The Duke of Norfolk: “Oh confound this. I’m not a scholar, I don’t know whether the marriage was lawful or not but . . . Thomas, look at these names! Why can’t you do as I did and come with us, for fellowship!”
Sir Thomas More: “And when we die, and you are sent to heaven for doing your conscience, and I am sent to hell for not doing mine, will you come with me, for fellowship?”
[Dialogue from the film, A Man for All Seasons, which won the Academy Award for Best Picture in 1966]
Above my desk in my study is a framed print of the artist Hans Holbein’s famous portrait of Saint Thomas More. It was given to me in one of my early assignments as a priest by a devout friend who grew up near More’s home in England. She gave the print of More to me knowing my admiration and devotion to this saint, who gave away all in martyrdom in fidelity to Christ, his Church, and his conscience. To be more precise, Saint Thomas was martyred over the meaning of marriage. In this, he died in the pattern of Saint John the Baptist, who also lost his head over the truth about marriage.
This should strike us as familiar, given the current state of affairs sweeping through the United States and other developed “western” nations which are swiftly being secularized. Saint Thomas More (and Saint John Fisher, the bishop who was martyred for similar reasons and whose feast is celebrated with More) has become very relevant once again. To be sure, marriage and its meaning are not the only controversial issues; there is also the dilemma of conscience created by the HHS mandate and the provision of abortifacient drugs and contraceptives in insurance plans. Nevertheless, marriage and its meaning is at the center of many of the religious liberty issues of our day. My sense is that this will only intensify.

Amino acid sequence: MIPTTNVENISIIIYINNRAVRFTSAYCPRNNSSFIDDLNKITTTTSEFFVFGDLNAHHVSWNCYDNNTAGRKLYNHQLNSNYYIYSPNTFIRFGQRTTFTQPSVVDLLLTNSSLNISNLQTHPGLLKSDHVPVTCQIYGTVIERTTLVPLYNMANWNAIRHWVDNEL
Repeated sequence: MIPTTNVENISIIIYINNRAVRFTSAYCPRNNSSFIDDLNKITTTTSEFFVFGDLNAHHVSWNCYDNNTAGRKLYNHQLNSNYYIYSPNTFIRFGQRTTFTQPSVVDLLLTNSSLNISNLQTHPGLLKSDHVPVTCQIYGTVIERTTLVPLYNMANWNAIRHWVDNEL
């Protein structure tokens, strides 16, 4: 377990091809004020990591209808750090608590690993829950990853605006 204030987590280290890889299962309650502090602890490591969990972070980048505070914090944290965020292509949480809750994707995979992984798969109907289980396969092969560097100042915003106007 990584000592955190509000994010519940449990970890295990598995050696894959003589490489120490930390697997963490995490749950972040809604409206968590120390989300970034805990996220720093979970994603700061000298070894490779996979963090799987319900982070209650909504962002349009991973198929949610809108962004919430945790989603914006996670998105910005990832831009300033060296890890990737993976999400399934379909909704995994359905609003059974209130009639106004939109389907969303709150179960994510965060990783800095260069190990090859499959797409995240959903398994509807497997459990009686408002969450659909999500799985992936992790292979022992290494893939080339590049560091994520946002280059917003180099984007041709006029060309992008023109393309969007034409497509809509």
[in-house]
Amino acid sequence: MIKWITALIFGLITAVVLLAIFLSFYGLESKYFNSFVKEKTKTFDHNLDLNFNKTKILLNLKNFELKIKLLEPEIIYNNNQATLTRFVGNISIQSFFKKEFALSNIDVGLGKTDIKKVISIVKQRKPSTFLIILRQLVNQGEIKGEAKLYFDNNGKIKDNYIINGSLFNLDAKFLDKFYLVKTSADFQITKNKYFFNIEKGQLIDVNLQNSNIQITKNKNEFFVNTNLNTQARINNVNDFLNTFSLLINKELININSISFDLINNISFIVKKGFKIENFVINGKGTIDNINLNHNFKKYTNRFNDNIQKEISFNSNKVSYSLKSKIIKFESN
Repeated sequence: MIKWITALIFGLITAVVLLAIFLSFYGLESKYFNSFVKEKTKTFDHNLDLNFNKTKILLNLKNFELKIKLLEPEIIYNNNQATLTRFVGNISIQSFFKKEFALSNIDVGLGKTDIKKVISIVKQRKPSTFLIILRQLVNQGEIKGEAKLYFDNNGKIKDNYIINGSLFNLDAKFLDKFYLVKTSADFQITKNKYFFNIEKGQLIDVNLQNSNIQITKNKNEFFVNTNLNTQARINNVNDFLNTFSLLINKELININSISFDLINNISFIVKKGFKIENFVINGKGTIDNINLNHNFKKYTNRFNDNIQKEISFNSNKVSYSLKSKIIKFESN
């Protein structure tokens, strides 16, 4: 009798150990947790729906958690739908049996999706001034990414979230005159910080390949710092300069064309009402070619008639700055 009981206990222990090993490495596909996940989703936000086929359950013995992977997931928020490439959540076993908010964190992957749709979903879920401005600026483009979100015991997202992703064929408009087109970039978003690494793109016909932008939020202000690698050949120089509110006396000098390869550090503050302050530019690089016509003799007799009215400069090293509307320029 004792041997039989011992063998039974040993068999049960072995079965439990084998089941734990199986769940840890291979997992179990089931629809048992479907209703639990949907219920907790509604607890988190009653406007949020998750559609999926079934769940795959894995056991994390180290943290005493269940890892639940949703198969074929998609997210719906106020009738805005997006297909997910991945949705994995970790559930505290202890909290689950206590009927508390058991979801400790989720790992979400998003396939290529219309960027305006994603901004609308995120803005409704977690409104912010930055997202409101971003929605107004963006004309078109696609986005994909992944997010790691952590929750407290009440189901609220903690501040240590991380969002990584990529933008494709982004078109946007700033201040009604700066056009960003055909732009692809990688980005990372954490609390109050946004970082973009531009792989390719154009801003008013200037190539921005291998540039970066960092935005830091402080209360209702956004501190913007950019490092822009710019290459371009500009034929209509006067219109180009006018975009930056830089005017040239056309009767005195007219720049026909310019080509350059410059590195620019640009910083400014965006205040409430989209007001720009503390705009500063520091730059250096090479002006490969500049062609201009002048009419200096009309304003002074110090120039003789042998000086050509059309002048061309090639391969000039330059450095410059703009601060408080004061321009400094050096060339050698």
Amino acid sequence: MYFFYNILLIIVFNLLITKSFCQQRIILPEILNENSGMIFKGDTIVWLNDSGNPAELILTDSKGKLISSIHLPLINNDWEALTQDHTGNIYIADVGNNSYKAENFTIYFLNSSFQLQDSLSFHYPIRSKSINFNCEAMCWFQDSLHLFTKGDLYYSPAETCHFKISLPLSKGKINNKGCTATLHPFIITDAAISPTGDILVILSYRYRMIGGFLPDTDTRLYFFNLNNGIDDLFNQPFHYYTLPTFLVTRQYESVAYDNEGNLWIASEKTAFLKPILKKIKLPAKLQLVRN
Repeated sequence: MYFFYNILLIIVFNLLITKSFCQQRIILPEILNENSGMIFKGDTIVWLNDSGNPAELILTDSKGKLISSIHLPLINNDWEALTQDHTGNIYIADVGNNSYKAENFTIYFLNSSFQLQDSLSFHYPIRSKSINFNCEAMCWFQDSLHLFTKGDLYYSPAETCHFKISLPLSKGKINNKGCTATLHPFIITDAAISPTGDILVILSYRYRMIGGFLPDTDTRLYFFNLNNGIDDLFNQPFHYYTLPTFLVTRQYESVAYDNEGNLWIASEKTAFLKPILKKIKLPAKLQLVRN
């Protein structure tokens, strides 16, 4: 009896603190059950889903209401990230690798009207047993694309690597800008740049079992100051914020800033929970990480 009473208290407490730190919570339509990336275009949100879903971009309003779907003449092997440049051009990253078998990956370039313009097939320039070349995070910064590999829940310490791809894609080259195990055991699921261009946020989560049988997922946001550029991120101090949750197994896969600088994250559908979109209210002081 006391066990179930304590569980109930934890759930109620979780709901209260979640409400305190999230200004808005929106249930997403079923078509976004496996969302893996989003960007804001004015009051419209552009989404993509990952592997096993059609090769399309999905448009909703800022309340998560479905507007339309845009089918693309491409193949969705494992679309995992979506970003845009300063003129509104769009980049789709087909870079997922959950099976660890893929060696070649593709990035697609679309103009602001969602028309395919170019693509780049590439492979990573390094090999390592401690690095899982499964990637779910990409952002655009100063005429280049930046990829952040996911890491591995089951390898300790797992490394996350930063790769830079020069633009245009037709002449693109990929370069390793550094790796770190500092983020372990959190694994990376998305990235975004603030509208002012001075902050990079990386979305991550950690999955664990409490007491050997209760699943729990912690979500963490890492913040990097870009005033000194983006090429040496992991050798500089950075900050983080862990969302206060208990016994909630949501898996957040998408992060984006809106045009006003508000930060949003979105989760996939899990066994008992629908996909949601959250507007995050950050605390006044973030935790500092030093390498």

Last month, the Catholic Church in the United States began another “Fortnight for Freedom,” a two week period of prayer and special events to highlight the importance of defending religious freedom. Fittingly, it began on the feast day of Saints Thomas More and John Fisher (June 22), and ended on July 4th, the day of our nation’s independence. In our time we have been blessed with many more witnesses to this fundamental liberty: from the current courageous stance of Little Sisters of the Poor, to the Coptic Martyrs beheaded in their orange jump suits by ISIS for simply being Christians, to Blessed Oscar Romero who was assassinated at the altar for speaking out for justice, just to name a few. Let us keep this intention at the forefront of our prayer for the common good of our nation in this critical time, that what is so fundamental to justice and human dignity will be preserved and honored. Let us also pray that we may have the faith and courage to be true to our religious beliefs in the days ahead.
Saint Thomas More did not eagerly march to the guillotine. He did all that he could to “in conscience” avoid conflict with the king and the law of the land. His opponents would have none of it. They were insistent that he conform; his conscientious objection and silence were obnoxious to them. In the end, with no other options, he chose to surrender his life. In this, he provides a fitting model for civil disobedience for our season too.
This year, the United States Conference of Catholic Bishops is sponsoring an American tour of the relics of Saints Thomas More and John Fisher. They will make their way to several large cities from coast to coast; a reminder that religious freedom is a gift that must be defended, and that fidelity to the truth, evident in nature and revealed by God, is worthy of supreme sacrifice and suffering. May Jesus be our model and our strength.